Document Type

Thesis

Degree

Master of Science

Major

Biology, Ecology

Date of Defense

5-30-2008

Graduate Advisor

Robert E. Ricklefs, Ph.D.

Committee

Parker, Patricia G.

Marquis, Robert J.

Abstract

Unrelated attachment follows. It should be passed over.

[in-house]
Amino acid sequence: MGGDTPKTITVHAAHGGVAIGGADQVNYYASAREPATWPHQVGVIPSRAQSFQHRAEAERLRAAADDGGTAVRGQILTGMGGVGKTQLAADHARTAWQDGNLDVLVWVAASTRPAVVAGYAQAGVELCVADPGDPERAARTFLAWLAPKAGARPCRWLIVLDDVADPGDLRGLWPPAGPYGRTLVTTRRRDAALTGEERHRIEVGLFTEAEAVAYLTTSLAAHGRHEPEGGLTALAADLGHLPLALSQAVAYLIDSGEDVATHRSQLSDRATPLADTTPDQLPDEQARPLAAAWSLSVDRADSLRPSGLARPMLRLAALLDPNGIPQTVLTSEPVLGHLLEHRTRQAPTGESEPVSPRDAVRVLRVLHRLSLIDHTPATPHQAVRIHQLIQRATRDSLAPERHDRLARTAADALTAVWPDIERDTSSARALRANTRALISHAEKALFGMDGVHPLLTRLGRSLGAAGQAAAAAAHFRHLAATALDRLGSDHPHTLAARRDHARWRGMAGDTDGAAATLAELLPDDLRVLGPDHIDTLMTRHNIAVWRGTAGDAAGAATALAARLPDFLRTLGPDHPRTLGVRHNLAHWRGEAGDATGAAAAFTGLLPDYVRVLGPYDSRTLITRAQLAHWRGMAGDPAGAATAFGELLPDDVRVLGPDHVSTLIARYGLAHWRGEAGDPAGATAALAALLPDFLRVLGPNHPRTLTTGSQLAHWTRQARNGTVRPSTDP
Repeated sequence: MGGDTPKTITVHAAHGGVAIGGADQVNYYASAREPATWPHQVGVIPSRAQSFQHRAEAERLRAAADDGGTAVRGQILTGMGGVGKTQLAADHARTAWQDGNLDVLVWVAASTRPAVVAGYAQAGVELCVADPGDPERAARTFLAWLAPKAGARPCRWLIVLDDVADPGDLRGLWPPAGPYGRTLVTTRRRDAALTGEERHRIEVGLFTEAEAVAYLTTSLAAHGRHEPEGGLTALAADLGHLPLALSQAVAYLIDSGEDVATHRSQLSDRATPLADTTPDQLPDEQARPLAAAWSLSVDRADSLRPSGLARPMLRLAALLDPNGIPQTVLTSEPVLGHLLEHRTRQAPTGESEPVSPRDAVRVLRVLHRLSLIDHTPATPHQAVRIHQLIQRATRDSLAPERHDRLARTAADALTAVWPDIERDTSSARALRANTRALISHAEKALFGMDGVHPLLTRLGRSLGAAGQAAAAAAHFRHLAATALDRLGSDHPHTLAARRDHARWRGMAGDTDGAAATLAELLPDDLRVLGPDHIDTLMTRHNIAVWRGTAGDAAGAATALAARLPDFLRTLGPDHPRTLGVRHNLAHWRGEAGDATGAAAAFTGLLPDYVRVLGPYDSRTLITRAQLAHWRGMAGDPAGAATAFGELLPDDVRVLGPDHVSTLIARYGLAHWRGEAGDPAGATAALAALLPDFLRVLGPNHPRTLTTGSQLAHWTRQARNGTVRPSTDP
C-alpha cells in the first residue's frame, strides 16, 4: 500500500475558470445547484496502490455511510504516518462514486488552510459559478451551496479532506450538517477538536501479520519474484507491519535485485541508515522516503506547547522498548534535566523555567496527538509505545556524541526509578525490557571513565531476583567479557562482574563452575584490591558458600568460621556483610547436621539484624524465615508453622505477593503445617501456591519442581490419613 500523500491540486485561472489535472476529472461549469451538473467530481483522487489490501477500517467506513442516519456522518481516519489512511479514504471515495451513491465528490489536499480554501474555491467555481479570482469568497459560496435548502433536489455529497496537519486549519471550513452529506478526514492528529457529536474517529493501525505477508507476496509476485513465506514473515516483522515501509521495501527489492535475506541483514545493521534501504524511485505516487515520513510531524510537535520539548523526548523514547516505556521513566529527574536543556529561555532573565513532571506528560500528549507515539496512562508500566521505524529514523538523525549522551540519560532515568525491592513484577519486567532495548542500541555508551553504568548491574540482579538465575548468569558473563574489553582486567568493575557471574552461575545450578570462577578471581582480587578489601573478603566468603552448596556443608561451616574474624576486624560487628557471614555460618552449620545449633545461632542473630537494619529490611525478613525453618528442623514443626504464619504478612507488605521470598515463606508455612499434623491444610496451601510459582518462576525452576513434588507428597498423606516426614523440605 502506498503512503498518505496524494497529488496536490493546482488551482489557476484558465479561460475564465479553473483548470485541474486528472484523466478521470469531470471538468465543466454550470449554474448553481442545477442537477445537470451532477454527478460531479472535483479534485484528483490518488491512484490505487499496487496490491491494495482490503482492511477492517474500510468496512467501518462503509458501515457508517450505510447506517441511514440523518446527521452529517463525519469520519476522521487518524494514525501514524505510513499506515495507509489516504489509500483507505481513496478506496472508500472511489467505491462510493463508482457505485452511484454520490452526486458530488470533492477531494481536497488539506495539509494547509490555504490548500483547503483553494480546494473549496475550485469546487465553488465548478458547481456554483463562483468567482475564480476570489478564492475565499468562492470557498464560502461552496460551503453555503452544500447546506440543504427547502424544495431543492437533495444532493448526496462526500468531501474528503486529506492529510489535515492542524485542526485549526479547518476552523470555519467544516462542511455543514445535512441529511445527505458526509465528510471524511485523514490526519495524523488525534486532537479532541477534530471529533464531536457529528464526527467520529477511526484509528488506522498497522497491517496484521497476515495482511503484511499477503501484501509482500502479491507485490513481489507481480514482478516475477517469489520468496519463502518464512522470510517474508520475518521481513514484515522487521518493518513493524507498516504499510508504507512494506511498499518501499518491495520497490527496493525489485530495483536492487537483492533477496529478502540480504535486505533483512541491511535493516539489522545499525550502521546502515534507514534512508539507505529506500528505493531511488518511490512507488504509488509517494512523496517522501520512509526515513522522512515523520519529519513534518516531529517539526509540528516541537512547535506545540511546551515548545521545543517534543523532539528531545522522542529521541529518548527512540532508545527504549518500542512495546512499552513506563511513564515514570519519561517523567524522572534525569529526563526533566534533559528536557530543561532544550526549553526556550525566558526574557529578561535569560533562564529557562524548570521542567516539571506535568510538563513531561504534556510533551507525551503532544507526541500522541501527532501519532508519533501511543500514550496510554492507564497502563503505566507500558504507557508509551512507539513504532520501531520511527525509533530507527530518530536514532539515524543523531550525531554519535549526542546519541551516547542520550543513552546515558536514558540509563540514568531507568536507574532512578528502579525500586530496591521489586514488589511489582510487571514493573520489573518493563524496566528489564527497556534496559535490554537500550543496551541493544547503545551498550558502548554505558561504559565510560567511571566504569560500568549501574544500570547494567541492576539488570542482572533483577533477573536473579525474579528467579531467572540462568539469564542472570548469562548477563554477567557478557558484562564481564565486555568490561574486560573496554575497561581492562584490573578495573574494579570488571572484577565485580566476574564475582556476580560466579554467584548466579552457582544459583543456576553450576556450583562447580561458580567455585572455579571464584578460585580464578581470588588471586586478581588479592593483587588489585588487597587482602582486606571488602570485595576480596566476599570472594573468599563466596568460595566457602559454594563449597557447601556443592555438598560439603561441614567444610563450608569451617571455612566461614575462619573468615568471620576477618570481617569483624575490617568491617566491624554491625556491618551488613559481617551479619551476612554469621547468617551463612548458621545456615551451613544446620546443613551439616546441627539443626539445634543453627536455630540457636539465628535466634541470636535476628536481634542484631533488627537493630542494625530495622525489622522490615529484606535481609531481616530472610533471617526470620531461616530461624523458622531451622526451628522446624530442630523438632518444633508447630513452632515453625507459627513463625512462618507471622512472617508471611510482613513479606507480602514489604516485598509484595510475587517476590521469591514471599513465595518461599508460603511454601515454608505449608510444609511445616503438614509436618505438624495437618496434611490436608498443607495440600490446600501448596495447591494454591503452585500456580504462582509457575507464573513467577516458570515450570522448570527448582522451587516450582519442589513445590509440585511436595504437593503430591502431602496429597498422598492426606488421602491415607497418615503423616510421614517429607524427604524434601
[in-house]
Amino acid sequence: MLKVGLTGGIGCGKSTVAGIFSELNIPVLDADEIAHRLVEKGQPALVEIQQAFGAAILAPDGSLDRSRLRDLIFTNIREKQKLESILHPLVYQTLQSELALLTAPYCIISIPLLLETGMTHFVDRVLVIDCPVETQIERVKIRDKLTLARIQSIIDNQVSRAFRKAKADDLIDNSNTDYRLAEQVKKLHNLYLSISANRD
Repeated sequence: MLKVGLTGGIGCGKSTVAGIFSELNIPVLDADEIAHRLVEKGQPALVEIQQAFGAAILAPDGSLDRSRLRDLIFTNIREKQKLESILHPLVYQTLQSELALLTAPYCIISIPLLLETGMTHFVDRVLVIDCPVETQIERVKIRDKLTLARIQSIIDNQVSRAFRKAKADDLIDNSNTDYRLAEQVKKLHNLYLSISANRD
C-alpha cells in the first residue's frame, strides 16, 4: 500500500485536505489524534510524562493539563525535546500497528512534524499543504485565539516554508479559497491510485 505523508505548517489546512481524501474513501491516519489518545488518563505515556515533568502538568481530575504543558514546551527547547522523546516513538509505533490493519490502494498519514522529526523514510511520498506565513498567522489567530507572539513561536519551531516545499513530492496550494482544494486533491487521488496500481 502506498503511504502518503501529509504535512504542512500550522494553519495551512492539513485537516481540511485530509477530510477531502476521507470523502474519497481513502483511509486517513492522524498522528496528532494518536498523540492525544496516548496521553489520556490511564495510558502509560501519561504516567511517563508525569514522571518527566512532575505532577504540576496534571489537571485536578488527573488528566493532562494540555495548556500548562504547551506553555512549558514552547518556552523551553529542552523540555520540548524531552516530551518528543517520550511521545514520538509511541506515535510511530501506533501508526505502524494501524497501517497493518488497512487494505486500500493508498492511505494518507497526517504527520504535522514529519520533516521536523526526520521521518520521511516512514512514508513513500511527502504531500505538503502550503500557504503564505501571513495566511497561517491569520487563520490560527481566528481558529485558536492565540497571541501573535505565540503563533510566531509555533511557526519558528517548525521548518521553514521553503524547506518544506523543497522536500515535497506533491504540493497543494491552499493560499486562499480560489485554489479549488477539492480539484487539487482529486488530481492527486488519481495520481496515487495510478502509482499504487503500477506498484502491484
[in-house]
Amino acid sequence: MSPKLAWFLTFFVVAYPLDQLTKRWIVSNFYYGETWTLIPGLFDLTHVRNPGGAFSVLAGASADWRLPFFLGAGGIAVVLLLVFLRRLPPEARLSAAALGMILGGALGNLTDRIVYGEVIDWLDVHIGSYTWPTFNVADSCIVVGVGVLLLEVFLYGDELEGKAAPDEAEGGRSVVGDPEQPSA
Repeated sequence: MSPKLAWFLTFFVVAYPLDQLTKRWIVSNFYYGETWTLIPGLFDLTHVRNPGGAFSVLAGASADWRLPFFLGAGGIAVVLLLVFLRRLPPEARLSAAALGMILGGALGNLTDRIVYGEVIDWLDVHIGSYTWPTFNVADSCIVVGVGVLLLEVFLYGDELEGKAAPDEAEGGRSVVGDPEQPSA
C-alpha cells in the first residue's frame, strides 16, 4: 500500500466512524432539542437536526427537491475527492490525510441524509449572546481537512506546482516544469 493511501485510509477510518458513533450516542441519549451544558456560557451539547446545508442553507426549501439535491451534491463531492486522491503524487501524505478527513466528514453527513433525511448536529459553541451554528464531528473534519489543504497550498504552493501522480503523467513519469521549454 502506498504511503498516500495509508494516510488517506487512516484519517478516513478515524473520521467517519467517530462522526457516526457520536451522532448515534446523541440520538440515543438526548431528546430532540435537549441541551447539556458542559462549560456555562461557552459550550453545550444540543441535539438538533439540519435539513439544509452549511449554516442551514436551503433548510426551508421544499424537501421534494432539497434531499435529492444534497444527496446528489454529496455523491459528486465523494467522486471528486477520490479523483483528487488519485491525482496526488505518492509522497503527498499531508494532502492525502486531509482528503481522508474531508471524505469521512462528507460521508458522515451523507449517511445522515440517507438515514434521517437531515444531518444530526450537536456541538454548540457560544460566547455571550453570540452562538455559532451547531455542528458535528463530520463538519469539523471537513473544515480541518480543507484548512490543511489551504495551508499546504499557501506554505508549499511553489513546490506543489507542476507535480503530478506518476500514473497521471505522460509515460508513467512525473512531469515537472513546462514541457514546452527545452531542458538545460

We investigated determinants of local and regional species richness and community composition of avian malaria parasites (Haemoproteus and Plasmodium) in the Lesser Antilles. Chapter 1 addresses the local parasite richness and community structure, or lack thereof, on Barbados. We found only two parasite lineages on this island, one of which was recovered from only 2 birds, which stands in stark contrast to the much higher diversity on other islands. In addition, we investigated what factors may explain the absence of avian malaria in southeastern Barbados, and found this area to be drier, warmer, and supporting less vegetation. Chapter 2 addresses parasite diversity, primarily beta diversity, in the Lesser Antilles. In this chapter, we investigated the role of host history and compound communities in structuring local ensembles. We found that host genetic distance does not correlate with ensemble dissimilarity but that more phylogeographically structured host species exhibit more unique parasite ensembles compared to the compound community than do hosts that are not phylogeographically structured, suggesting that host history does influence parasite ensembles.

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